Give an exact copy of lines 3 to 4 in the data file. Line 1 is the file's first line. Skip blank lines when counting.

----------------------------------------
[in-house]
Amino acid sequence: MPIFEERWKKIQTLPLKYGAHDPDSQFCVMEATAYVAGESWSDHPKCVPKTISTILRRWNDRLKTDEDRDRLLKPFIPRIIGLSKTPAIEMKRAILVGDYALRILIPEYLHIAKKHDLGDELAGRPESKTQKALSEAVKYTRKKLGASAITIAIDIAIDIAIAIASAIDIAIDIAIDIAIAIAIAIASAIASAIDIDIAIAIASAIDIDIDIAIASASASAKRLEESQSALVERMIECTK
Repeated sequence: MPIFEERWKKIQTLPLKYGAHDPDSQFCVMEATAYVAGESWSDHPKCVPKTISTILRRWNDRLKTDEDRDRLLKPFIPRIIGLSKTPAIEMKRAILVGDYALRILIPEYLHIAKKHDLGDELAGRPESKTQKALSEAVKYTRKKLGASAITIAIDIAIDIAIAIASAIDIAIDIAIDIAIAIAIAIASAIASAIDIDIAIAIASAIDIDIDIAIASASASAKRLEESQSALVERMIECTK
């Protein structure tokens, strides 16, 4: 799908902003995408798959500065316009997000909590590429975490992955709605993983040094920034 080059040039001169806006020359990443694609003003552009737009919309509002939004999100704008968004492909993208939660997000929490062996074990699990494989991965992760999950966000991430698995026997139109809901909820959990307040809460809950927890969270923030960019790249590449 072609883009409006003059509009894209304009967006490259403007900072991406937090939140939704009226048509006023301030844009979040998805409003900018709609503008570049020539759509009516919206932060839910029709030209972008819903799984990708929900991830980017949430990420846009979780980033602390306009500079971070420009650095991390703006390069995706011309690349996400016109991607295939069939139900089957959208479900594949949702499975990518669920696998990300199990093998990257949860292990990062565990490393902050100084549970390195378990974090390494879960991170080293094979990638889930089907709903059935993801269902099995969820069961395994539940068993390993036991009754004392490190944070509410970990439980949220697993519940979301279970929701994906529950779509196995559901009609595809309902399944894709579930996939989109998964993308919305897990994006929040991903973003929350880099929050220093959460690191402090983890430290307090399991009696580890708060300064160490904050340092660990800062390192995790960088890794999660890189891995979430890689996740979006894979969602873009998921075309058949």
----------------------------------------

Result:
Repeated sequence: MPIFEERWKKIQTLPLKYGAHDPDSQFCVMEATAYVAGESWSDHPKCVPKTISTILRRWNDRLKTDEDRDRLLKPFIPRIIGLSKTPAIEMKRAILVGDYALRILIPEYLHIAKKHDLGDELAGRPESKTQKALSEAVKYTRKKLGASAITIAIDIAIDIAIAIASAIDIAIDIAIDIAIAIAIAIASAIASAIDIDIAIAIASAIDIDIDIAIASASASAKRLEESQSALVERMIECTK
């Protein structure tokens, strides 16, 4: 799908902003995408798959500065316009997000909590590429975490992955709605993983040094920034 080059040039001169806006020359990443694609003003552009737009919309509002939004999100704008968004492909993208939660997000929490062996074990699990494989991965992760999950966000991430698995026997139109809901909820959990307040809460809950927890969270923030960019790249590449 072609883009409006003059509009894209304009967006490259403007900072991406937090939140939704009226048509006023301030844009979040998805409003900018709609503008570049020539759509009516919206932060839910029709030209972008819903799984990708929900991830980017949430990420846009979780980033602390306009500079971070420009650095991390703006390069995706011309690349996400016109991607295939069939139900089957959208479900594949949702499975990518669920696998990300199990093998990257949860292990990062565990490393902050100084549970390195378990974090390494879960991170080293094979990638889930089907709903059935993801269902099995969820069961395994539940068993390993036991009754004392490190944070509410970990439980949220697993519940979301279970929701994906529950779509196995559901009609595809309902399944894709579930996939989109998964993308919305897990994006929040991903973003929350880099929050220093959460690191402090983890430290307090399991009696580890708060300064160490904050340092660990800062390192995790960088890794999660890189891995979430890689996740979006894979969602873009998921075309058949």